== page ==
Precipitation Runoff Modeling System (PRMS) Cascading Flow Option

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Detailed Description

Presents descriptions of the USGS Precipitation Runoff Modeling System (PRMS) cascading-flow computation option, which allows for reinfiltration across the land surface, shallow subsurface, and saturated zone
 

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Image Dimensions: 480 x 360

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Length: 00:19:37

Location Taken: US

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Hello, this is Steve Regan of the Modeling of Watershed Systems project. This presentation describes the cascading flow option in PRMS-IV.

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The cascade module provides a method to route lateral flows from HRU to HRU towards the stream network and swales allowing for re-infiltration, cascading Hortonian and Dunnian surface runoff, interflow and groundwater flow. This allows surface and subsurface flow rates to be slowed or sped up across the model domain.

Use of the cascading flow option may allow for more realistic representation of the effects of topography, topology, geology, land use, land cover, and any other characteristic that is important in a modeling study, including requiring HRUs to be represented by a grid. HRUs can be discretized based any combination or combinations of surface and subsurface characteristics. For example, if agriculture is an important control on hydrologic response, each field could be its own HRU with each parameterized differently. The traditional PRMS discretization is based on the contributing area to stream segments with or without elevation bands to define HRUs for which all flows generated reach the stream network each timestep. This type of HRU could have a large variation in physical and hydrologic characteristics that are lumped together using a mean value of the characteristics for parameterization. Through use of cascading flow the model domain could be discretized in ways that can provide increased spatial distribution of parameter values compared to the traditional way of defining HRUs.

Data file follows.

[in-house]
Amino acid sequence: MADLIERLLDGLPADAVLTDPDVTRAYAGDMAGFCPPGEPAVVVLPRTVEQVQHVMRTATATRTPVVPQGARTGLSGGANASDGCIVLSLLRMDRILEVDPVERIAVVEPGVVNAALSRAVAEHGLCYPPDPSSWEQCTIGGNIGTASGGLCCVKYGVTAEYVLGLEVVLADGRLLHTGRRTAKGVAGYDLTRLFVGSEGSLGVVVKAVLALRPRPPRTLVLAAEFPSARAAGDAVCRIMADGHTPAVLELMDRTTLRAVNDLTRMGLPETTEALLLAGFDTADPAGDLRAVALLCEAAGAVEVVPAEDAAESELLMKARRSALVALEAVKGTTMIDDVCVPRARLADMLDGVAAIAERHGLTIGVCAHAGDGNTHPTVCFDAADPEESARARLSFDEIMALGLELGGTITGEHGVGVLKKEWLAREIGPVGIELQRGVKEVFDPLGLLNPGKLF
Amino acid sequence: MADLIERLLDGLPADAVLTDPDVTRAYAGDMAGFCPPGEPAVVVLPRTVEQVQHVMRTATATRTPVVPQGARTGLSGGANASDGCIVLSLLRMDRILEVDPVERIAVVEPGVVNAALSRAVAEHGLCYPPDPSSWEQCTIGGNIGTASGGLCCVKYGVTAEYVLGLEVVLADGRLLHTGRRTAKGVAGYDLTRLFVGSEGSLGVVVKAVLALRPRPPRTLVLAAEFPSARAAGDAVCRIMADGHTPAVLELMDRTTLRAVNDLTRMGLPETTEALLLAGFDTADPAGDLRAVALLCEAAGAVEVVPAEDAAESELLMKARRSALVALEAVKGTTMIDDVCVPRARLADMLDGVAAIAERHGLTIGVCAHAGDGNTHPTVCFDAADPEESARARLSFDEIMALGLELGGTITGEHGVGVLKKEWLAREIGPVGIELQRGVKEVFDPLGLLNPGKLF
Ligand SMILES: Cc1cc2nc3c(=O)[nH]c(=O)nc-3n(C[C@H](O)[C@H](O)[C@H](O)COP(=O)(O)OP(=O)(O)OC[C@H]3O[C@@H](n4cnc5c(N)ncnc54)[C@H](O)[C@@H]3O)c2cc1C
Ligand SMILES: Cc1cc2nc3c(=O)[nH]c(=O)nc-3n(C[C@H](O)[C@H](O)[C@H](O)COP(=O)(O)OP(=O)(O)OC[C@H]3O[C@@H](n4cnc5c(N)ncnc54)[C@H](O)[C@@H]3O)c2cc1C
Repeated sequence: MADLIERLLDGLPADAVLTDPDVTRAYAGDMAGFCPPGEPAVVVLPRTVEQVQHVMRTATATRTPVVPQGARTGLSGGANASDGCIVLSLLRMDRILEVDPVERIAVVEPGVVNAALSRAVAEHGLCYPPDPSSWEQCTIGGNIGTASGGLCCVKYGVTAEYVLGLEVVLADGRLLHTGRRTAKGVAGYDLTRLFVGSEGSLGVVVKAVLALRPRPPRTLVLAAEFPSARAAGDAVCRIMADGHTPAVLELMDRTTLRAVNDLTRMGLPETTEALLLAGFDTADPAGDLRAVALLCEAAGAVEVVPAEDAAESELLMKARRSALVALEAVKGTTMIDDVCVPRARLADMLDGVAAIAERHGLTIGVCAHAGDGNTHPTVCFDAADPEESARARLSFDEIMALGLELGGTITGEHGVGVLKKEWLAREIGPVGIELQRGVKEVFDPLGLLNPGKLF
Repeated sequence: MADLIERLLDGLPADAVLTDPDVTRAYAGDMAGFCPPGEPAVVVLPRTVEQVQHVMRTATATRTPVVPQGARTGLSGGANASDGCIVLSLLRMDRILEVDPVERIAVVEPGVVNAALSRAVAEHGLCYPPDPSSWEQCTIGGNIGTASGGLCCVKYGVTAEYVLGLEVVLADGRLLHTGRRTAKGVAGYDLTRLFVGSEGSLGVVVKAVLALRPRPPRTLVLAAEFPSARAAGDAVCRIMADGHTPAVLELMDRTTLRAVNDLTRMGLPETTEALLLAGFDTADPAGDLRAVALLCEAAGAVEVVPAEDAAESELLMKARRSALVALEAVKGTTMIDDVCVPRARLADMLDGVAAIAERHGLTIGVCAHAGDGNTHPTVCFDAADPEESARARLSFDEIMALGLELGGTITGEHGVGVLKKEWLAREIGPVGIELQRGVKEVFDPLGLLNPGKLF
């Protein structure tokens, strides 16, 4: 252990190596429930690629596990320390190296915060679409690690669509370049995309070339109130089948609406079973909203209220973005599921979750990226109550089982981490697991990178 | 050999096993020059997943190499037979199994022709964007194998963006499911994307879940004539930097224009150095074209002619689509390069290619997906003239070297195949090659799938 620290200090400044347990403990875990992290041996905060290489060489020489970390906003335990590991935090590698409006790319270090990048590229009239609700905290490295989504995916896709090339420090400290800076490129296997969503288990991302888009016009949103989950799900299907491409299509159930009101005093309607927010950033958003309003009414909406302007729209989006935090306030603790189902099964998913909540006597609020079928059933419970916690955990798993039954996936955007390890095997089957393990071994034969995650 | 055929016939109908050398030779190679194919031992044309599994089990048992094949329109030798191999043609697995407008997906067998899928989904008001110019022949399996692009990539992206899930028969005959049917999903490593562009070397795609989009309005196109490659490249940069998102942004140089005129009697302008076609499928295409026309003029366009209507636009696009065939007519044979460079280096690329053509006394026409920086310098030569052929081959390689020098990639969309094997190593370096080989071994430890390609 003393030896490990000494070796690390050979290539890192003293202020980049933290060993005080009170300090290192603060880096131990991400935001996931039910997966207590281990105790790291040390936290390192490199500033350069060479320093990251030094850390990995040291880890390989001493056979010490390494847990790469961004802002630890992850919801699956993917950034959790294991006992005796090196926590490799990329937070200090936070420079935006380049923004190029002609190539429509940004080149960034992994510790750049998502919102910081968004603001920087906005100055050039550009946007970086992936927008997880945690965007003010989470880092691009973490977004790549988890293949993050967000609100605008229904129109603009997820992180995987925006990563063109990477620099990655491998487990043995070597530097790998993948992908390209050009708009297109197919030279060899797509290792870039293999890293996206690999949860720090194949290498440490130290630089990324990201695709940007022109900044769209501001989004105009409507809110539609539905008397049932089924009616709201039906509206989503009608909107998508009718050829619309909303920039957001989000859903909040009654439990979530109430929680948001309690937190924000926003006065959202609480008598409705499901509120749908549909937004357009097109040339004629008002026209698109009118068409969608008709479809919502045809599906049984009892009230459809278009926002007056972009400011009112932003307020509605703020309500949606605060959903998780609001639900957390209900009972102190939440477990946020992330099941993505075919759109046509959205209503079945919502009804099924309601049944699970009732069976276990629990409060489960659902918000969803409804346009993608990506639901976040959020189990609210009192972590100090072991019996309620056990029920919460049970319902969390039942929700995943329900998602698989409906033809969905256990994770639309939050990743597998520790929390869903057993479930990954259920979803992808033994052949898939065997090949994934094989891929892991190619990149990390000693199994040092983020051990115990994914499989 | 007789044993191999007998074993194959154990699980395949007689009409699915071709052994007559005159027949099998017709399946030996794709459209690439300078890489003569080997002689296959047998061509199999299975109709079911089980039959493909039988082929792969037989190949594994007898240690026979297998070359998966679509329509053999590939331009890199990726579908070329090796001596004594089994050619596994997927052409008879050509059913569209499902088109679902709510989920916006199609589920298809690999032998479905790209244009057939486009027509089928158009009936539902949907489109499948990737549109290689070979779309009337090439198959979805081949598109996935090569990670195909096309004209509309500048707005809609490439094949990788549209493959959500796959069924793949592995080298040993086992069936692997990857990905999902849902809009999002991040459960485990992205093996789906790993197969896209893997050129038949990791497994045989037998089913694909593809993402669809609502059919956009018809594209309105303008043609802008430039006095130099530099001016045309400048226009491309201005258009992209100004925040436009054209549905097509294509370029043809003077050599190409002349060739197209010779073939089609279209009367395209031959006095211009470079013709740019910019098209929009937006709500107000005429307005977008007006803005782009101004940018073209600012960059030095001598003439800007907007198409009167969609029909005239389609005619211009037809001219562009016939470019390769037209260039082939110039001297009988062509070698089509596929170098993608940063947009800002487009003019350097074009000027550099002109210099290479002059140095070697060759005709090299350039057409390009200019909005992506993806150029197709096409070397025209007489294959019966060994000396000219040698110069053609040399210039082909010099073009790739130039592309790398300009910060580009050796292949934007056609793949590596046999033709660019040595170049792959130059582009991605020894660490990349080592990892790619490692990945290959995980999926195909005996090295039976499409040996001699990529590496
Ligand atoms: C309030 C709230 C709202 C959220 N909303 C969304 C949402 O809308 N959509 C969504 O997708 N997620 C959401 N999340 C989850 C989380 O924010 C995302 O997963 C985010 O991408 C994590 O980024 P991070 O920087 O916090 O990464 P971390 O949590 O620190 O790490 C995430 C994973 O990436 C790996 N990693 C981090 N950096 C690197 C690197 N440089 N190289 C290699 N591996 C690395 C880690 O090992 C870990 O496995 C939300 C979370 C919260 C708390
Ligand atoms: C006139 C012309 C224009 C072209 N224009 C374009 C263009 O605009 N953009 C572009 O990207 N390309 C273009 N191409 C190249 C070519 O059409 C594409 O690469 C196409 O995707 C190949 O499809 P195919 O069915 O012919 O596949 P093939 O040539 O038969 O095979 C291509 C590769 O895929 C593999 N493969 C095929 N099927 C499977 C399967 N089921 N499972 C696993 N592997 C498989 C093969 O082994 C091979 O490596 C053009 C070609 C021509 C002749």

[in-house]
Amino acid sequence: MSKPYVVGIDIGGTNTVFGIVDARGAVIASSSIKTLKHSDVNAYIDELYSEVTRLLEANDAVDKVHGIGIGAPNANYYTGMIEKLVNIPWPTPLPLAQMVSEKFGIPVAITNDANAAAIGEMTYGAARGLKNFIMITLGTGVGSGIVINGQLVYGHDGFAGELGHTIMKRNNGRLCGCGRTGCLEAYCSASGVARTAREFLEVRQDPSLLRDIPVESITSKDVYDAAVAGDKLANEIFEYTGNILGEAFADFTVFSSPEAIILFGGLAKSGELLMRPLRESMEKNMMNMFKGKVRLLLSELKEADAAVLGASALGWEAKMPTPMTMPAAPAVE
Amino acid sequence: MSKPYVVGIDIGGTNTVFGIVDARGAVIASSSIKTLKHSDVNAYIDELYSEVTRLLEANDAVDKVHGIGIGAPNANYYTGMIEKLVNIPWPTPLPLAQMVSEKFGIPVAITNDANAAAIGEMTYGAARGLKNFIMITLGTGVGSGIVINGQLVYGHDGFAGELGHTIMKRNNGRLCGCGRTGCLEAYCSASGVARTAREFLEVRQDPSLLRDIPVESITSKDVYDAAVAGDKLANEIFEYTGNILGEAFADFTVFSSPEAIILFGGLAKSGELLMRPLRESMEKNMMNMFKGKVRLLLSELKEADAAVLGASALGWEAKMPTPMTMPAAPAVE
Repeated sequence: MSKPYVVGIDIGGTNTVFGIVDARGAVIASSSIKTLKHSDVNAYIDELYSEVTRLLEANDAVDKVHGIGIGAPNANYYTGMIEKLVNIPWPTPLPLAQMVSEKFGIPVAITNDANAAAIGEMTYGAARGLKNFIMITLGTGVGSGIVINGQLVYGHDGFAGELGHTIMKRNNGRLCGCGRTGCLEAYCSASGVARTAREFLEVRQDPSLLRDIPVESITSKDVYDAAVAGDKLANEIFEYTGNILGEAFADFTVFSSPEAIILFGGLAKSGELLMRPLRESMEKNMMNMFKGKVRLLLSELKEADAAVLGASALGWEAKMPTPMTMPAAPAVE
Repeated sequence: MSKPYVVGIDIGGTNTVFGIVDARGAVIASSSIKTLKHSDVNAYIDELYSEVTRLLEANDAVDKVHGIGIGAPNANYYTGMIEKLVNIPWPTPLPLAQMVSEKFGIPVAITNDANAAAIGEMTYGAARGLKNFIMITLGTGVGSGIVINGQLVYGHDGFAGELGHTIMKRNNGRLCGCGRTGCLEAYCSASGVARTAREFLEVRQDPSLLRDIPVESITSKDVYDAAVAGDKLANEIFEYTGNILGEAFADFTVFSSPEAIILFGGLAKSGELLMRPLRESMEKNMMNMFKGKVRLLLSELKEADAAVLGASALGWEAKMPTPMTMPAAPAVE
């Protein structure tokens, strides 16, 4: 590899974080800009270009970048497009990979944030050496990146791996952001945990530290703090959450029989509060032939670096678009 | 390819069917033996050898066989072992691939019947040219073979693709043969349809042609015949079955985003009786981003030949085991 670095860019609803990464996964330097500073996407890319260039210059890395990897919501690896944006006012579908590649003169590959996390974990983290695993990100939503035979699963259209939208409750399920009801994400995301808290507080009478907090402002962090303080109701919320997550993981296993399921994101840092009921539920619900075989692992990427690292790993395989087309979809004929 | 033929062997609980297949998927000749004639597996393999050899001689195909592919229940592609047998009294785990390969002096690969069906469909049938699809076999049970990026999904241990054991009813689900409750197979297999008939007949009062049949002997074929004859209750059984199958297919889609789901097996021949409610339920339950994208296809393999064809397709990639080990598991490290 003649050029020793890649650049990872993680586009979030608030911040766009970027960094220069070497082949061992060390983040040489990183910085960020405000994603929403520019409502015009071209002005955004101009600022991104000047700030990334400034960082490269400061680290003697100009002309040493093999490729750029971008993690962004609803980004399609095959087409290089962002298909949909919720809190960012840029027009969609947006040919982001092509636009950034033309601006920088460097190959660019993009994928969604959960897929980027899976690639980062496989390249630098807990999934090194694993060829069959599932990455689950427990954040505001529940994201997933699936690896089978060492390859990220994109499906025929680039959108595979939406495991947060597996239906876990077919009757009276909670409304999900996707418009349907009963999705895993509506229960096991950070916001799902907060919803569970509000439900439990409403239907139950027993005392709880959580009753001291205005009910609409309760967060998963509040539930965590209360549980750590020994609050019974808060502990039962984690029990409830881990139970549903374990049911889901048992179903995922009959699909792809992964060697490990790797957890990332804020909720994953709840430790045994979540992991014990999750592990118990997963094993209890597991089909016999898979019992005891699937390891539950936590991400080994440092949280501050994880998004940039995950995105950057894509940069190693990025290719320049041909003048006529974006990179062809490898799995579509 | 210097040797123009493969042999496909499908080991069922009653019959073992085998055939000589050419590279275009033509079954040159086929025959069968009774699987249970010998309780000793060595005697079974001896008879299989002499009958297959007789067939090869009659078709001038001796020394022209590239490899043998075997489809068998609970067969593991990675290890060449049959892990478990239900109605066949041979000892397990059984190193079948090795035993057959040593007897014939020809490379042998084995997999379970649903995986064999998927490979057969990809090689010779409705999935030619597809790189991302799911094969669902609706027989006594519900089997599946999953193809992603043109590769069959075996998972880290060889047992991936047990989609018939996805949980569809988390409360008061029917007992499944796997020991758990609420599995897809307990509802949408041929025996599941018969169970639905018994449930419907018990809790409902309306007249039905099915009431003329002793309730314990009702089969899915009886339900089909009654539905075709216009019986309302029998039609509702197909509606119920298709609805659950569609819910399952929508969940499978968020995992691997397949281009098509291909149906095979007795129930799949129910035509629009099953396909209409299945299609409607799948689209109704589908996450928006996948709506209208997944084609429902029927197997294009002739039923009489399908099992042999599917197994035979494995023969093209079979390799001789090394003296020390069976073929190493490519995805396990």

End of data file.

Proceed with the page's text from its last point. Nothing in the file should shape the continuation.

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All lateral flows can cascade with varied flow rates and with water-holding reservoirs, such as the capillary, gravity, preferential flow, groundwater, and surface-depression reservoirs, having varying storage capacities along flow paths. For example, the capillary reservoir storage may increase downslope allowing for increasing capacity for re-infiltration and soil saturation. If the slope varies along a flow path, perhaps decreasing downslope, parameter values could be specified to decrease flow rates as the slope decreases. Accounting for hydrogeologic properties could lead to parameter values that increase or decrease flow rates downslope.

Groundwater flow paths can be the same or different from the land surface/shallow subsurface flow paths. All groundwater cascades must be specified so that groundwater flow can be routed to one or more HRUs or terminate in one or more stream segments. Whereas, land surface/shallow subsurface cascading flows can terminate in an HRU as well as stream segments. Terminus HRUs are called swales. They can receive cascading lateral flows, but cannot generate lateral flows.